By Kevin Rogers, Arizona Farm Bureau President
My wife, Janel, does the grocery shopping for our family of five. She’s asking why her food budget dollars don’t go as far as they did just a year ago.
The Arizona Farm Bureau has been doing a market basket survey every quarter for nearly three years. Our survey of three different grocery stores sampling the same 16 products each time shows food costs have risen nearly 6 percent in the last year. So you and Janel are not imagining higher prices; it’s reality.
Higher energy costs, including gasoline, diesel and natural gas, are the dominant force driving higher food costs. You recognize this every time you stop at the station to fill up. Like you, I’m spending much more to fill the family vehicle’s gas tank.
Every farm product that leaves my farm gate and ends on your dinner plate takes energy to produce and distribute. It takes natural gas to produce the fertilizer I use. It takes diesel and gasoline to produce the crop and transport it from my farm to the market. It takes energy to process and package and then transport to distribution centers. And finally it takes fuel to get the finished product to your grocery shelf.
In 2008 during the most recent and dramatic rise in food prices, world food costs rose 43 percent in a twelve-month period, well above our rate here in the U.S. Back then, it was partly blamed on ethanol. But, only three percent of that 43 percent rise was directly attributable to U.S. production of ethanol. Back then, despite record corn prices due to increased world demand, the value of the corn in an 18-ounce box of corn flakes was still only 8.5 cents. That’s about the price in a box of corn flakes today.
According to the USDA, on average, the farmer’s share of your food dollar is 19 cents (see graphic above). That 19 cents is covering increased costs associated with fuel and other production expenses. My fertilizer costs are well above normal averages and fuel continues to be noticeably higher than in recent memory.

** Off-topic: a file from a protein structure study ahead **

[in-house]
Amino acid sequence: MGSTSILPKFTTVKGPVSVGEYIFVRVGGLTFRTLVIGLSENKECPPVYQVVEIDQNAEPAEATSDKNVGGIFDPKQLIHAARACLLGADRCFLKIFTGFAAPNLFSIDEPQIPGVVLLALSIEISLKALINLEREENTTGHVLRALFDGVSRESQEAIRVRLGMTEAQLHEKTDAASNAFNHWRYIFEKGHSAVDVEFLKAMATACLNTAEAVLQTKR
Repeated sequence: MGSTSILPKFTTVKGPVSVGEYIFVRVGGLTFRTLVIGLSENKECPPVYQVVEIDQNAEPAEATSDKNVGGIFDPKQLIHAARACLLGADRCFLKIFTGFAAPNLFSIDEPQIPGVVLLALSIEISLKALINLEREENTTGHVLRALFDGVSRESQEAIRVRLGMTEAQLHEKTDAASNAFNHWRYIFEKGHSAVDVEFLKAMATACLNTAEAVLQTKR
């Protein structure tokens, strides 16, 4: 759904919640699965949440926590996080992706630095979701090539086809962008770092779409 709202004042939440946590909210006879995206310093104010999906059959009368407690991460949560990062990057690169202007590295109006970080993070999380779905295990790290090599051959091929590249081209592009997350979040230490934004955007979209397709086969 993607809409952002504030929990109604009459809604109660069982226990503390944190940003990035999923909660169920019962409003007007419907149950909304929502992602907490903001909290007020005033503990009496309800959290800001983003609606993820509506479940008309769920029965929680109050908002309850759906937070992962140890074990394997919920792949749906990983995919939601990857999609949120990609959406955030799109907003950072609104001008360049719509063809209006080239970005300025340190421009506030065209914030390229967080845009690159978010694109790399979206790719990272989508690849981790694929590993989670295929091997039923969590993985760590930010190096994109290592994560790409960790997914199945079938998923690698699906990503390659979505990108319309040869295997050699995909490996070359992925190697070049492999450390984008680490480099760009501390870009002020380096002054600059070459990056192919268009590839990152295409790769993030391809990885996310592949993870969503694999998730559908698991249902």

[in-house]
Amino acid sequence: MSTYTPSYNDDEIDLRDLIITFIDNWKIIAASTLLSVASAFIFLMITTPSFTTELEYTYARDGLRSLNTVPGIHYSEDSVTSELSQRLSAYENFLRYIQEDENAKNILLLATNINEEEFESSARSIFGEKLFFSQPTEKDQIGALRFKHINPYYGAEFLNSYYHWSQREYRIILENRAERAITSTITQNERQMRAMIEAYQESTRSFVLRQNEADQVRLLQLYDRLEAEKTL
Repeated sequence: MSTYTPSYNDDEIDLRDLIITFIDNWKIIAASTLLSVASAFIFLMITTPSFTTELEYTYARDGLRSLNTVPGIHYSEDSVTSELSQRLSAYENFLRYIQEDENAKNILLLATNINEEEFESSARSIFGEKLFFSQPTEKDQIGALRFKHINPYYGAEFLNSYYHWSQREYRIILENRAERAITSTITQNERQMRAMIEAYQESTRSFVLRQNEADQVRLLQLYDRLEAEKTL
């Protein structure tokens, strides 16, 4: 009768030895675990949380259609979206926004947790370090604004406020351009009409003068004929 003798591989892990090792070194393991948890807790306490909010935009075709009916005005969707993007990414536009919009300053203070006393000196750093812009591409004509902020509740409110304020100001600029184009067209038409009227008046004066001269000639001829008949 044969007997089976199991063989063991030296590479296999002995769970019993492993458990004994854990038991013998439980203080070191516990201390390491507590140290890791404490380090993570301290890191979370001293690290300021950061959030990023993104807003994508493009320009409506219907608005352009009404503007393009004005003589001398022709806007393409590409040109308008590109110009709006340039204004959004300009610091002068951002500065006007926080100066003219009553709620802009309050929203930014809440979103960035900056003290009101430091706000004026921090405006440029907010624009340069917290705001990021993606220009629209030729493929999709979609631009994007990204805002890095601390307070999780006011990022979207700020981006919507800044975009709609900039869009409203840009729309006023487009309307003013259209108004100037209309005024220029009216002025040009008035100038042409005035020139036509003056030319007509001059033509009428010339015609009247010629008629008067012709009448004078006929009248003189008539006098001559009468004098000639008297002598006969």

Higher prices for food worldwide go beyond higher commodity prices. Droughts in Australia and other countries can impact supplies of grain and beef. Plus, standards of living, particularly in India and China, are increasing and global demand for better more varied diets. When demand goes up, but commodity supplies remain tight, for example with wheat and soybeans, you’ll see price spikes on food items.
Agriculture is not a high-profit business. It’s an industry that does not determine the price it receives for its products (exception being farmers’ markets and other direct markets where a farmer can set his price). Global market demands and global supplies drive the price farmers and ranchers receive. It’s to your benefit for U.S. agriculture to stay competitive in the world market. If we lose our competitive edge, we’ll become dependent upon other countries for food as we currently do oil.
But agriculture is a business we love. It’s part of why Janel and I are in agriculture. Despite tight margins, serious labor shortages and the risks associated with non-competitive costs potentially forcing us to export agriculture production to other countries, we keep trying.
Janel is reminded of this every time she does the grocery shopping for our family.